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Not too long after Health Minister Terrence Deyalsingh assured citizens yesterday that the UK variant of COVID-19 that recently entered the country had been successfully contained, UK Prime Minister Boris Johnson hosted a news briefing at which he warned that the variant might be deadlier than first thought.  

The two men presented contrasting perspectives on the pandemic—Mr Johnson’s concern about the higher mortality rate detected in the more infectious variant and Minister Deyalsingh’s confidence in this country’s quarantine protocols ability to keep the mutant virus at bay.  

But the Health Minister’s declaration that there will be no “knee-jerk” or “panicked” reactions to the latest developments with the pandemic in T&T did little to dispel uncertainties with the constantly evolving pandemic.  

So, while there will be no new restrictions or protocols in response to the UK variant, the need for vigilance, which Mr Deyalsingh underscored during the ministry’s virtual briefing, takes on greater urgency given new details emerging about the virus.  

The new variant spreads between 30 per cent and 70 per cent faster than other versions of COVID-19 and now, based on data from British scientists, seems to be about 30 per cent more deadly.  

Then there are the other variants, including the one from Brazil called P1, which has a set of about 20 mutations, including three that are particularly concerning because they could more infectious and could decrease the efficacy of vaccines.  

These are among the multiple variants of the virus that causes COVID-19 emerging around the world, including several documented in the United States.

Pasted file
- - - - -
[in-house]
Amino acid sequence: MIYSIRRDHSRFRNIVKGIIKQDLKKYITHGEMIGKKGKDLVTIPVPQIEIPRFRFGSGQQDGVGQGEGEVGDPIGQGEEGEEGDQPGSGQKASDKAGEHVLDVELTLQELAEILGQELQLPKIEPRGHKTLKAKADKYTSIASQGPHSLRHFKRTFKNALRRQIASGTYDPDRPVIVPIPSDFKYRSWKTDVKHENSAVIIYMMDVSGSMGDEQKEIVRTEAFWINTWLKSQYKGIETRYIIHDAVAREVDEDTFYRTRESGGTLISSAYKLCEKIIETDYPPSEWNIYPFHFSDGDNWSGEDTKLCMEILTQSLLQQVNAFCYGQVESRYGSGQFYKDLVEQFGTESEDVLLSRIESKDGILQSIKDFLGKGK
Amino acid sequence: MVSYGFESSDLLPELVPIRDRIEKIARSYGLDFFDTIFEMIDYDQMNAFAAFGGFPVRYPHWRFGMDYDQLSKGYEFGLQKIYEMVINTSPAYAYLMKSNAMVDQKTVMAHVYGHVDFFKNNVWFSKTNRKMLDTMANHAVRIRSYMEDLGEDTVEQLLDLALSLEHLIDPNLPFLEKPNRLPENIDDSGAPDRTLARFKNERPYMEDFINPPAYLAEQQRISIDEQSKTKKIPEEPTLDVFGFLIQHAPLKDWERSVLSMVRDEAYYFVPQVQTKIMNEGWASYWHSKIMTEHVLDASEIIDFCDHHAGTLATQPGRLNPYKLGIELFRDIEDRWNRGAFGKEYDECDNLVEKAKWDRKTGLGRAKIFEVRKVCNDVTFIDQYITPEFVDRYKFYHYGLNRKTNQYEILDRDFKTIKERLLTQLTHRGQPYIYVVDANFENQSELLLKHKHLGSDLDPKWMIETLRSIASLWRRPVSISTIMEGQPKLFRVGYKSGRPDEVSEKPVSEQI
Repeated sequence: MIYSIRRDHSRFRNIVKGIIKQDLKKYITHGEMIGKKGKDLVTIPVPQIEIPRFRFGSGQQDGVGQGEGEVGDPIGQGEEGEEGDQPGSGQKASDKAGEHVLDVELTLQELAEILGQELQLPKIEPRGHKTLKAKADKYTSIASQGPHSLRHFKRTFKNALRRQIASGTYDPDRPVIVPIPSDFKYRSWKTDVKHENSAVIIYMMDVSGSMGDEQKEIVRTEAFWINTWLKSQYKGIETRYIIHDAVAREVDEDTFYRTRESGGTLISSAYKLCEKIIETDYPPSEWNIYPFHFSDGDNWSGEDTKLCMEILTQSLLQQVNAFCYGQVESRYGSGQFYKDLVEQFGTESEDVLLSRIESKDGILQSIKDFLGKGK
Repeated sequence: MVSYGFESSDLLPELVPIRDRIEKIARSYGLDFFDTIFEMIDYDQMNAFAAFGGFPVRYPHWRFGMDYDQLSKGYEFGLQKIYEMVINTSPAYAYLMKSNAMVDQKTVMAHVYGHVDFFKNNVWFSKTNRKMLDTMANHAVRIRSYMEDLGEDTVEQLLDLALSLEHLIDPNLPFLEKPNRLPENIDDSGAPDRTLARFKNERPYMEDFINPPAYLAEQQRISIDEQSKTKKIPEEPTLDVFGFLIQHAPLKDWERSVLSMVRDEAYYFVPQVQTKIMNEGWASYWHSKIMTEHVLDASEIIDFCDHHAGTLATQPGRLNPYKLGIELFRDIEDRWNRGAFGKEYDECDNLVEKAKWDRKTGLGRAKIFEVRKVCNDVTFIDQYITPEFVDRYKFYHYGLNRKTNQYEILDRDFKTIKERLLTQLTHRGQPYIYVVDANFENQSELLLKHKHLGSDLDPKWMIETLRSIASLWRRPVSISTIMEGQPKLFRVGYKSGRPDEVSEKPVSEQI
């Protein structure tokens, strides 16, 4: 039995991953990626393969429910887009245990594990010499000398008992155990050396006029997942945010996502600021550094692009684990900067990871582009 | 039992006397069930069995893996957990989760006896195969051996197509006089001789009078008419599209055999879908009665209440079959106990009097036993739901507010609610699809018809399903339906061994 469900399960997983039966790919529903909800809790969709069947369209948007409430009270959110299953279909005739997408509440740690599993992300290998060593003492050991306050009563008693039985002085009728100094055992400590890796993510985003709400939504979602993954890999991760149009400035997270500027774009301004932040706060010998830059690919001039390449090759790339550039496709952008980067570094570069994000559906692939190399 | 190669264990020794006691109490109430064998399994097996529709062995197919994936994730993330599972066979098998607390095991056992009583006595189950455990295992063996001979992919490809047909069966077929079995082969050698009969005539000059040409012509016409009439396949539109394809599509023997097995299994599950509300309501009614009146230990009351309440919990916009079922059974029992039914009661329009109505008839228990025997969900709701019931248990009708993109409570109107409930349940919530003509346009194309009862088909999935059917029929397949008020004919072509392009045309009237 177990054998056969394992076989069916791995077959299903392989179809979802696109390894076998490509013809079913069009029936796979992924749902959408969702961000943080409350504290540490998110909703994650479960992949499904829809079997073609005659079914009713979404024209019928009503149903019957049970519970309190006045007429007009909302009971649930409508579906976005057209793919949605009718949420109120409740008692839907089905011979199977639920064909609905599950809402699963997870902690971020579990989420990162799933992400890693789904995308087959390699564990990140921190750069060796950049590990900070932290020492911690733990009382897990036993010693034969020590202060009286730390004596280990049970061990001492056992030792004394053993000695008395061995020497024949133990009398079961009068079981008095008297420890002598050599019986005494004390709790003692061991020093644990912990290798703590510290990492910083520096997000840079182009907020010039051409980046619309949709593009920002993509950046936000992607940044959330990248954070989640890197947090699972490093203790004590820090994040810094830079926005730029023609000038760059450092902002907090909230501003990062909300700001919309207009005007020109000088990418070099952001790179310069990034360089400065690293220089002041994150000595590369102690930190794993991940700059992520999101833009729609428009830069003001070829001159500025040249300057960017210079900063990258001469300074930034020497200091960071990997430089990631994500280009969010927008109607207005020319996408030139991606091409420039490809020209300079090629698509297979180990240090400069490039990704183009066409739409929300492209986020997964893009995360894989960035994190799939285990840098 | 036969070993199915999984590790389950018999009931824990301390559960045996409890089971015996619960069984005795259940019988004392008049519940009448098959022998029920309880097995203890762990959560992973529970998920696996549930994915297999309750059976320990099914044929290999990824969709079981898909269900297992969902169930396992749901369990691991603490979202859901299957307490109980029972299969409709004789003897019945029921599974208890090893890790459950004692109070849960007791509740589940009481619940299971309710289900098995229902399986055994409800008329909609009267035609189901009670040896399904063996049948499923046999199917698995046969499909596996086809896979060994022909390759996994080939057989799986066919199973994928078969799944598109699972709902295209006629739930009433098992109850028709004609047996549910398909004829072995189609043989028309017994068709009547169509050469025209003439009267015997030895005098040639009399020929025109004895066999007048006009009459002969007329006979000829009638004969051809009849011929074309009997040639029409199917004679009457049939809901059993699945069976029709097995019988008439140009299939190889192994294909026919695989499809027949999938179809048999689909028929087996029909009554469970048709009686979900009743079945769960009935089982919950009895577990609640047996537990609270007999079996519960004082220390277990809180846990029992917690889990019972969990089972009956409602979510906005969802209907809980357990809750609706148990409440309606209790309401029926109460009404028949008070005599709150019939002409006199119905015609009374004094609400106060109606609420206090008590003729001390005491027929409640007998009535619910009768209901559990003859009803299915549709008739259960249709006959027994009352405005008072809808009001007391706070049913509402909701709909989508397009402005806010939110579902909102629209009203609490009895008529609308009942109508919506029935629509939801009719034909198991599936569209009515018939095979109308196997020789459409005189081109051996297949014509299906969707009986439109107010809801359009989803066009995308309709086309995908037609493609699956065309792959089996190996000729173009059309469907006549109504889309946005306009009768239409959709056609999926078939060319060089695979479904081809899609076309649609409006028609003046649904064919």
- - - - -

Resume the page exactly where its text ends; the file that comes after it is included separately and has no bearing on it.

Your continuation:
In the face of all these developments, with vaccines yet to arrive in this country, our public health professionals are using moral suasion to encourage responsible behaviour and adherence to protocols. But that strategy is becoming less and less effective.  

The mask mandate has so far proven to be one of the most effective measures against the spread of COVID-19 because even with strict border controls, the coronavirus still manages to get through—a returning national brought the UK variant into the country.  

Also, the Brazil variant lurking not too far away from our shores could gain access with migrants who are regularly breaching T&T’s porous maritime borders.  

Laws for the wearing of masks, which Guardian Media lobbied for successfully last year, have worked to a large extent but are not on their own sufficient to safeguard the population against constantly mutating versions of COVID-19.  

That is because restrictions on crowd sizes are not always adhered to and social distancing is not consistently observed. Rising COVID-19 numbers indicate a lowering of the guard against this deadly disease.  

Considering all this, Mr Deyalsingh’s declaration of successful containment of the UK variant seems a tad premature and is not the message the country needs to hear now.  

If T&T is to avoid the worst-case scenario of a surge in cases and reintroduction of a strict lockdown, it is time to prioritise the acquisition of vaccines along with fine-tuning of protocols to reverse the COVID-19 fatigue that has started setting in.  

Our response to the virus, like the virus itself, must evolve.